Joost Opens Up Beta To Near Infinite Numbers – Myk’s Joost Review

Joost, the Internet TV based startup founded by Niklas Zennstrom and Janus Friis who brought us Kaaza and Skype, has taken the next step to full fledged legitimacy (as if it needed any more). It has opened up the beta doors to near infinite numbers. Each current user now has 999 invites to toddle away.

There are still quite a few things that need to be improved in my opinion before it is a 100% viable alternative, but it is making strides very quickly.

Biggest gripes:

  1. Lack of content. This is a no brainer, but is the one it’s working hardest at. It’s done a much better job here than a lot of people with this chicken and egg problem, and is getting better all the time. Look for this to be a non-issue within a few months.

  2. Interface. Most of the interface rocks (I’ll get to that in praises) but the biggest ugliness is in the channel/program selection. You can only see nine channels at once, and once you’ve gotten into your channel, can only see nine programs at once. It did eradicate one problem with navigation where programs with multiple chapters like the World’s Strongest Man almost hid the true full length of the content until you were well into watching it. Kudos for scrubbing that up. I guess the grid paradigm of TV content is still too burned into my mind to get past to this new way. This is slowly going away as well.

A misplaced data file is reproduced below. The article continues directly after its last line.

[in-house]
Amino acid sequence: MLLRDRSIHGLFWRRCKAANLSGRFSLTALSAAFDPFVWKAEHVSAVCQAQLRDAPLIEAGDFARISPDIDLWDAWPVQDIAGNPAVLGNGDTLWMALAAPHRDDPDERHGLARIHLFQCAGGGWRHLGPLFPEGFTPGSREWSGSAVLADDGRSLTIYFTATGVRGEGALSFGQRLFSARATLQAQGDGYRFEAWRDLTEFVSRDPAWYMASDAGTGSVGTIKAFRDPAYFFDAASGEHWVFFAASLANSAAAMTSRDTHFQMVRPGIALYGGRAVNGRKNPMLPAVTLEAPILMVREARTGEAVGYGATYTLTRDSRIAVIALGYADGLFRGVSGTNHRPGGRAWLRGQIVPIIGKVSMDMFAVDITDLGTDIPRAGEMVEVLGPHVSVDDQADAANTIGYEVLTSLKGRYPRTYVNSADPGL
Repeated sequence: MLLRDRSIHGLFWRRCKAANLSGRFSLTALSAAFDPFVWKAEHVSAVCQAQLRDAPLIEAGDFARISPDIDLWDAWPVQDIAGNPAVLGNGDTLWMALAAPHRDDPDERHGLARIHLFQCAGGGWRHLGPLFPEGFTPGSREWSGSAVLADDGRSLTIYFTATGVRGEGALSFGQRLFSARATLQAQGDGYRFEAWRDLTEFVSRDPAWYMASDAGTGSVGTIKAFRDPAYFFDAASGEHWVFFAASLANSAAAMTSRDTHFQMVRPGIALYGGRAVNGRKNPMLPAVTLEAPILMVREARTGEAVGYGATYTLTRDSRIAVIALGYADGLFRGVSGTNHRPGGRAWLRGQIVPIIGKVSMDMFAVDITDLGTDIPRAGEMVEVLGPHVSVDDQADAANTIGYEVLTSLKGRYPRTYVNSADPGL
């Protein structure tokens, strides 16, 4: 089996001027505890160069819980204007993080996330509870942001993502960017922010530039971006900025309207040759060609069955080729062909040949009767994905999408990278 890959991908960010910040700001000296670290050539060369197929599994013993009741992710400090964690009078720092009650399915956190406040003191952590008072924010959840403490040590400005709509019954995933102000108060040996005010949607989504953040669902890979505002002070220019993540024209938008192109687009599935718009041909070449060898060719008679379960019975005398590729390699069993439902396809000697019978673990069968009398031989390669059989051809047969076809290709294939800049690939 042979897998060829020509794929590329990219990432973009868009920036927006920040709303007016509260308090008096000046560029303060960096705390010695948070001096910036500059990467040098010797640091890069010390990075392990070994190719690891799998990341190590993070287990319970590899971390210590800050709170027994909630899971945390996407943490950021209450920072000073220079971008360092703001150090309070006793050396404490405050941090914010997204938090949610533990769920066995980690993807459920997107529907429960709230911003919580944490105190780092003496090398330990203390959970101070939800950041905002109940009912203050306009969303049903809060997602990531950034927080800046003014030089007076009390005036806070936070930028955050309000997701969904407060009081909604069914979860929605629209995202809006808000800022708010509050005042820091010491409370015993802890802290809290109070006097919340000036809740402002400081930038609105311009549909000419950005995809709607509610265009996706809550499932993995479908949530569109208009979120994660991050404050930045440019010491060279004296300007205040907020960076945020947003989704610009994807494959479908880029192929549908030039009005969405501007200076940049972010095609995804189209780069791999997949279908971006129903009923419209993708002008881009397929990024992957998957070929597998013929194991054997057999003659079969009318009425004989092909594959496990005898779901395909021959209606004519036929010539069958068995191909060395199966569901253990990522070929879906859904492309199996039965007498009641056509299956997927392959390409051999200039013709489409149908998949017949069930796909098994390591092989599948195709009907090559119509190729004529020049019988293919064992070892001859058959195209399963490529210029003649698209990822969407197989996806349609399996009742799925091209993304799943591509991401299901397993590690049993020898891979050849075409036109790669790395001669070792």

3. Widget sync. My widgets don’t sync from one install to another. This disrupts the “My Joost” experience in a way that no personalized home page I’ve ever used does. Google personalized home page doesn’t give you a new one for each computer. It’s a small gripe, but shows a simple detail I’d expect it to get right away that it just totally missed.

Praises:

  1. Interface. Simply put – gorgeous. Some gripe about the auto full screen, but knowing it’s going to happen, I love it. You have an option to dump it down to window size if you want. This gives the most transparent ‘I’m not using my computer anymore’ ITV experience yet. Plus, the little extras like the old school floating dot on power off that TVs from the ’70s/’80s had. Add scroll wheel mouse interaction and intuitive icons with snappy response and you’ve got UI gold here.

  2. Persistence.This is the little engine that could – and will. It got CBS, for goodness’ sakes! Look for it to explode as fast and hard as Kaaza and Skype did in their formative days.
  3. Quality. The video quality is far superior to Slingbox, and much more responsive streaming wise than the major US networks’ own Web sites (NBC.com, ABC.com, and CBS.com). This is the most important point for anyone (well, maybe second to content).
  4. Issue turnaround. Did you notice how the gripes are being addressed? It is much more responsive to user input than most projects I’ve ever seen.

There are many smaller comments on both sides, but the most important and omnipresent ones are mentioned here.

If you want to try it out, comment here with your e-mail address and I’ll hook you up with an invite. Put your full name if you want, otherwise I’ll guess and send it to Firstname Lastname. :)

[tags]ITV, Joost, Kaaza, Skype, Television, CBS, ABC, NBC, Slingbox, Review, Janus Friis, Niklas Zennström[/tags]